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U.S. COVID vaccine program speeds up to about 3 million doses a day in the past week

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The U.S. COVID-19 vaccine program continues to kick into high gear, setting a record Saturday of more than four million doses administered, although experts continue to urge Americans to stick with safety measures and wear face masks in public and socially distance.

The vaccine program averaged 3 million doses a day in the last week, according to Cyrus Shahpar, COVID-19 data director on the White House Response Team.

The Centers for Disease Control and Prevention’s vaccine tracker is showing that as of 6 a.m. ET Sunday, 207.9 million doses had been delivered to states, 165 million doses had been administered and 106.2 million Americans had received at least one dose, equal to 32% of the population.

By now, 61.4 million Americans are fully vaccinated, meaning they have received two shots of the two-dose vaccines developed by Pfizer Inc.
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and German partner BioNTech SE
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and Moderna Inc.
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or one of Johnson & Johnson’s
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one-shot vaccine. That’s equal to 18.5% of the population.

In the 65 years-and-older group, 29.9 million people are fully vaccinated, more than half — 54.8% — of that population. In some states, that number is even higher.

Johnson & Johnson said it would take over manufacturing of its vaccine at a Baltimore plant run by Emergent BioSolutions Inc.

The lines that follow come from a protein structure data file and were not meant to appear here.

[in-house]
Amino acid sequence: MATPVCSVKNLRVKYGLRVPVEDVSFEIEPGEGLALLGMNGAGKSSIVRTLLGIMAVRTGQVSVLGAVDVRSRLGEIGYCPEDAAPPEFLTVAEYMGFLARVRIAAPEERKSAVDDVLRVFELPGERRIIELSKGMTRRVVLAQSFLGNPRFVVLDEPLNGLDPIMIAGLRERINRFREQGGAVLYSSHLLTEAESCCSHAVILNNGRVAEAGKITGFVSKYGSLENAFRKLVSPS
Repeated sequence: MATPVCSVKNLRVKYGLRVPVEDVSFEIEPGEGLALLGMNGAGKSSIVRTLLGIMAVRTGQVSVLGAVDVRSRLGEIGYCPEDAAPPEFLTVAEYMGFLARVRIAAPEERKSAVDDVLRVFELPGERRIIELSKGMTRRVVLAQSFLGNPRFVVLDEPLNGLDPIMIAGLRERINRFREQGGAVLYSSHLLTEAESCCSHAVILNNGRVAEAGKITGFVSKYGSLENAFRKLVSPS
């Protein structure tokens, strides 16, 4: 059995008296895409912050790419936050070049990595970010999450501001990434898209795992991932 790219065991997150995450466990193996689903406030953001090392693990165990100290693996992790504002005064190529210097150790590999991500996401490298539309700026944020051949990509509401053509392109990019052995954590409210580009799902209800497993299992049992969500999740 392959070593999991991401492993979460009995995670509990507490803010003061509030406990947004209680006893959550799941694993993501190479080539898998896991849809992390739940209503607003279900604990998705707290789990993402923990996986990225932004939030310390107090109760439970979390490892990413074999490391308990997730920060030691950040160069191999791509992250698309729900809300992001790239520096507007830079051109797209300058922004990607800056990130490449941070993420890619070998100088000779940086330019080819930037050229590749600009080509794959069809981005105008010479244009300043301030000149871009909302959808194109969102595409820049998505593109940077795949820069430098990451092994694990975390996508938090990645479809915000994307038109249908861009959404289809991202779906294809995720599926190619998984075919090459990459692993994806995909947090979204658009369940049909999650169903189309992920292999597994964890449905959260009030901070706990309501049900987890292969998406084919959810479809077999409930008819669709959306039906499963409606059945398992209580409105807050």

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where a batch of 15 million doses had to be scrapped last week after a production problem involving workers confusing components of the J&J vaccine with ones intended for the vaccine developed by AstraZeneca PLC
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and Oxford University, according to media reports.

The Emergent plant hadn’t yet been cleared by regulators when J&J discovered the quality problem during a routine inspection, and none of the batch had been shipped for use to make vaccines.

Emergent said Monday it will move manufacturing of the AstraZeneca vaccine elsewhere. J&J will take over the making of its vaccine and will install a new leadership team and technical, quality and other personnel.

The U.S. is unlikely to face a “true” fourth wave of COVID-19 outbreaks, but the country should wait a few weeks longer before easing mitigation efforts, former Food and Drug Administration Commissioner Dr. Scott Gottlieb said Sunday, as MarketWatch’s Mike Murphy reported.

Speaking to CBS News’ “Face the Nation,” Gottlieb acknowledged that young people were driving new coronavirus outbreaks in many states, but that vaccination efforts should prevent another devastating surge of the virus.

The U.S. added at least 36,670 new cases on Sunday, according to a New York Times tracker, and at least 277 people died. Those numbers may be underreported given reduced staffing at hospitals at weekends. The U.S. has averaged 64,019 cases a day in the past week, up 18% from the average two weeks earlier.

COVID-19 cases are rising in 27 states and the District of Columbia, with more outbreaks seen as schools reopen. 

Don’t miss: How 6 feet became 3: Meet an ER doctor behind the research showing kids are still safe in school with new social-distancing standard

“The infection is changing its contours in terms of who’s being stricken by it right now,” Gottlieb said, according to a CBS News transcript.

“I think we need to stick to strict mitigation in the schools,” Gottlieb told CBS News, adding that maintaining mask requirements and social-distancing measures are crucial, to avoid intermingling in large groups. “If you’re taking those measures in schools, I think the schools can be made more safe, and I think the benefits of being in school outweigh the risks.”